I boarded the shinkansen the other day and couldn’t believe what I saw: everything! Yes, things I never used to see in the shinkansen are now extremely visible, in your face, in big, bold letters making it very hard to avoid reading them. The aisle and seat numbers were all in much larger fonts. Even the explanation of the “seat tray in front of you” was in large Japanese letters. Apparently, they’ve moved from the “silver seat” on trains to the “silver car.” It seems that the aging population has influenced font size in shinkansen trains to such a degree, that it’s like looking into a train car through a magnifying glass.
As I walked down the aisle to my seat, the train car rather reminded me of a nursery school with posters on the walls with the names of bugs and days of the week enlarged.
Could it be that so many old people forget to bring their glasses that they can’t find their seats? What if there is an emergency? Could we count on someone coming out with giant flash cards with large arrows that say “Emergency exit this way”?
As soon as I sat down in my seat, I noticed that the seat back was ramrod straight. Nothing like forcing a bit of good posture on the public. Maybe it’s something like the new metabolic guidelines the government has issued, but for posture. Perhaps the Japanese government has decided there is a certain angle that all people should adhere to for good posture. But what about the poor bent over obaachan? If their backs were forced to align with the back of this chair, their feet would be up in the air.
I quickly reclined the seat to a more comfortable position and started reading a book. But I found it hard to read. I couldn’t resist reading all these letters and words invading my peripheral vision. The tray on the seat back in front of the empty seat next to me, was telling me “Please refrain from smoking on the train.”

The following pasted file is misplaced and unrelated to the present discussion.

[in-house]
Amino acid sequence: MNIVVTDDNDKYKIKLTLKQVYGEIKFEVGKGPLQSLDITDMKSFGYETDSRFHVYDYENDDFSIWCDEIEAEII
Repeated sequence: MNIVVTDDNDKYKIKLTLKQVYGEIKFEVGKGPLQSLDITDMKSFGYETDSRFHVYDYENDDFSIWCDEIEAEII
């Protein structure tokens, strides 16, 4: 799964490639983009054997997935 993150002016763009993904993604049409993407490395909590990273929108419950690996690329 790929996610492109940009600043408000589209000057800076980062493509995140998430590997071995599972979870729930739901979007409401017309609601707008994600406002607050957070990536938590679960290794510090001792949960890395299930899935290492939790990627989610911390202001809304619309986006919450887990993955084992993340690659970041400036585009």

“But I’m not smoking,” I told the seat and went back to my book. A few minutes later, there it was again in my peripheral vision, “Please refrain from smoking on the train.”
“Look,” I told the seat, “I do not smoke and never have smoked, so please, stop reminding me! You need not repeat yourself.”
Not only were the letters staring at me, but as they didn’t have eyelids, it was impossible for them to just close and go to sleep. Now I understand why they have electronic signboards. You can turn them off — shut them up.
It did occur to me, however, that slowly expanding the abilities of the peripheral vision could have advantages. For example, maybe with expanded peripheral vision, we could read two books at once, as long as the one in our peripheral vision was in a larger font.
Shortly, the electronic signboard at the head of the car came on — in humongous kanji! The Chinese characters raced across the board from left to right as if they were horses. The font was so big, you could have read this signboard all the way in Okinawa. The Okinawan citizens are probably petitioning for JR to turn that thing off after 10 p.m. so they can sleep.
While I eventually got used to the neighing kanji on the electronic signboard, I never did get used to the large fonts surrounding me. They were just a little too close for comfort, like a person who stands too close to you when you’re talking. Or maybe I’m just not so comfortable snuggling up to kanji. As a result, I found myself wanting to step back a bit for more distance. But when you are sitting down, this is difficult.
And this is when it hit me. This is likely JR’s preparation for the onslaught of Alzheimer’s and the day when everyone will forget their glasses so often, that they are preparing us to be able to survive without them. Even if you do remember to bring your glasses, with everything so enlarged, no longer will you have to say “Just a moment while I put my glasses on.” We’ll save entire seconds with this new method. They’ll call it “Focus on the people!”
At this, I closed my eyes, the only way to escape the invasive letters and words. I sighed as I realized the old people are taking over the world.
Then I took out a pair of ear plugs and placed them in my ears. Because if the fonts on the train are this big, I can just imagine how loud the train announcements are going to be.